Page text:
I’ve always thought that the big problem with Tesla’s and others is that they put all their focus on the drivetrain, but not enough on fundamentally rethinking what a mass produced EV would look like.
That I’ll buy. I thikn it’s epecially bad with Tesla, as their factories were greenfields, so setting them up with carbon stuff (which is, crash safety-wise, the same as steel or even better) could work.
CF is also less conductive than steel, IIRC, so that could be plus, but is “flamable”. Well, not “burn flamable”, but will oxidise rapidly at >400C, but cannot, AFAIK, self-sustain the reaction. In fact, it’s suspectible to all oxydisation agents, not just burn. Again, no idea how that would/would not affect things.
But, TBH, I think the main reason is material cost. I think that even with material saving, CF is still significantly more expensive than steel, and not nearly in quantity enough compared to steel (if you want to start mass manufacuring cars, and not just build a few racing ones). If someone knows the differences, I’d be curious as to precise numbers – I rememember that a few years back it was said CF would have to drop in price by >60% to be price competitive.
Some Teslas are built at the old Toyota plant in Fremont – not a greenfield site. A bigger problem with Teslas is the unreported autopilot crashes. We had one 4 miles from my house, last week. Occupants survived, car a write-off.
What is the resource use and environmental impact of carbon fiber manufacture?
>>Those rural dwellers who insist that EV’s don’t have enough range for themselves will get quite a shock when rural marginal gas stations all close down (or put a premium price on supply when the last one becomes a local monopoly).
PK, you have a gift for gaming out future scenarios. I wish you had your own blog or books as a futurist.
Thanks JW, but if I did have that gift I’d be a lot richer than I am…
It looks like a battle royale is coming over gas/diesel powered vehicles in California. Since Trump’s EPA is restricting CA’s adherence to increasing MPG rates, CARB and Mary Nichols are looking at: “prohibiting tailpipe air pollutants that directly cause smog and health issues—sometimes called criteria emissions—like nitrogen oxides, carbon monoxide, and sulfur dioxide.” “Nichols hinted that this could include the movement of vehicles, or fees, taxes, and bans on certain types of vehicles and products.”
It seems like a 90% tax on new vehicles that don’t meet the
CA CAFE target would be the best policy. It would a) avoid the 9 lackeys of the 1% in black robes and b) cause auto companies to meet CAFE or produce EVs.
I watched a YT video that talked about adoption rates of new technology. Ever since the telephone, adoption rates have accelerated over time. A prime example being the smartphone/iPhone rise to dominance. EV cars will experience the same rapid growth over the next 3/4 years, irrespective of their overall pollutive footprint, the public sees EV as the future and that will drive it forward. 2023 is the crossover year when EV sales overtake ICE sales.
This is good news, though I hope we choose mass transit over personal cars. Here is an interesting figure and quote I saw recently: “If it is assumed that Electric Vehicles immediately achieve 100% of new vehicle sales (Norway is ~40%), it takes 20 years for EVs to account for 90% of the fleet, even though the average vehicle lifetime is only 17 years (USA).”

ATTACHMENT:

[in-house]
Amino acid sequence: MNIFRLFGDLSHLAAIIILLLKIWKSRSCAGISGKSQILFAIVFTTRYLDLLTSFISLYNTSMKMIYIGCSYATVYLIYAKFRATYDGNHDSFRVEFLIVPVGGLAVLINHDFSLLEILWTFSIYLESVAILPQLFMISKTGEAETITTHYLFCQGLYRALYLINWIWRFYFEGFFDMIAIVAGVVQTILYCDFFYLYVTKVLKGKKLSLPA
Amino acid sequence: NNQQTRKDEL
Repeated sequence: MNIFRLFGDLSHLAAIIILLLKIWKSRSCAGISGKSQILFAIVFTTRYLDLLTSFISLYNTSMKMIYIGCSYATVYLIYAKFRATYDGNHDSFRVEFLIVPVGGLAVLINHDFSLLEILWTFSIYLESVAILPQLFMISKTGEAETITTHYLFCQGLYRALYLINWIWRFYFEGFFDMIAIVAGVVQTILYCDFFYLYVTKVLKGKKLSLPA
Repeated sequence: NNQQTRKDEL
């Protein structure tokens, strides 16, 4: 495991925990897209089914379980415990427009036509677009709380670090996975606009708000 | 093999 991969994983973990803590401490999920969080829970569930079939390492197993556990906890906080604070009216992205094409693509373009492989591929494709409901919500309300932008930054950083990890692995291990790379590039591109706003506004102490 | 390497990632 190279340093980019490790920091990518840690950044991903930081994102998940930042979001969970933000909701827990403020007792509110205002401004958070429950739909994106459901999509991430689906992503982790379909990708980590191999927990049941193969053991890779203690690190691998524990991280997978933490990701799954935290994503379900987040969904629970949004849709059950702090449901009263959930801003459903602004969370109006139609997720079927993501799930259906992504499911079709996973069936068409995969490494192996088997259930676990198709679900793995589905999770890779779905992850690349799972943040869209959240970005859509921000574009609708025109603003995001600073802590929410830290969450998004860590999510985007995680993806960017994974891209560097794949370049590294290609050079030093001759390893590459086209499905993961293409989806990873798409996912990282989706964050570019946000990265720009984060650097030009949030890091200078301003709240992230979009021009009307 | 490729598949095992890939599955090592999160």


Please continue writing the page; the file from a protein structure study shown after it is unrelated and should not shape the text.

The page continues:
I have been thinking about this timeline versus the timelines necessary for avoiding higher warming pathways, 20-30 years.
With telecommuting and telemeetings, as well as ecommerce, not to mention more dense housing, we would need much less travel anyway.
Why not try to eliminate the demand?
i totally agree, but i am guessing the car companies don’t.
Yeah we were all promised that we would work from home, then the Marissa Mayers of the world decided they couldn’t trust us peons so that was that.
But the dense housing is coming back as “the kids today” build a different sort of life from ours, thank god. The fact that we are not paying them enough to buy&insure any sort of car, IC or EV, just has to show up eventually.
The future is already here, just not evenly distributed as they say.
Well said, adc.
Actually, I keep seeing ads for remote work tech-related jobs, so maybe the Marissa Mayers are going the way of the original Marissa Mayer?
“More dense housing?” Please don’t fall for that canard.
Lots of new people will move into the new stack and pack high density “Transit Oriented Developments,” which usually has a parking place for each unit. They may walk or take nearby transit to their job, or more likely, drive their car to a distant job, adding to local traffic that didn’t exist in that neighborhood before. They may also not work and drive their car
recreationally or allow a commuter to park there, thus bringing more cars to the neighborhood.
Also, the houses they moved out of that were a long car commute from their job. Guess what, someone will move into them and drive long distances. Meanwhile, far more people live in a given area and the population grows as does the load on infrastructure.
If you want to reduce driving, put in subsidized low cost or free transit, not build highrises which fill up and solve nothing, except developer’s profit flows.
12 million new Californians, projection, living in “dense housing,” solves nothing and destroys the state.
Tell me how the following reduces carbon emissions please:
“With San Jose’s first BART station finally slated to open later this year, the city is moving forward with plans to design a dense “urban village” that could feature some tall towers in the Berryessa neighborhood surrounding the stop.”
“By 2030, the station is expected to carry 25,000 riders every day in an area city planners want to see developed into a vibrant, walkable community with thousands of offices, homes and shops.(™,) But some residents are worried the suburban neighborhood they call home — full of single-family homes, squat strip malls, the sprawling San Jose Flea Market and some industrial land — will force city life upon them.”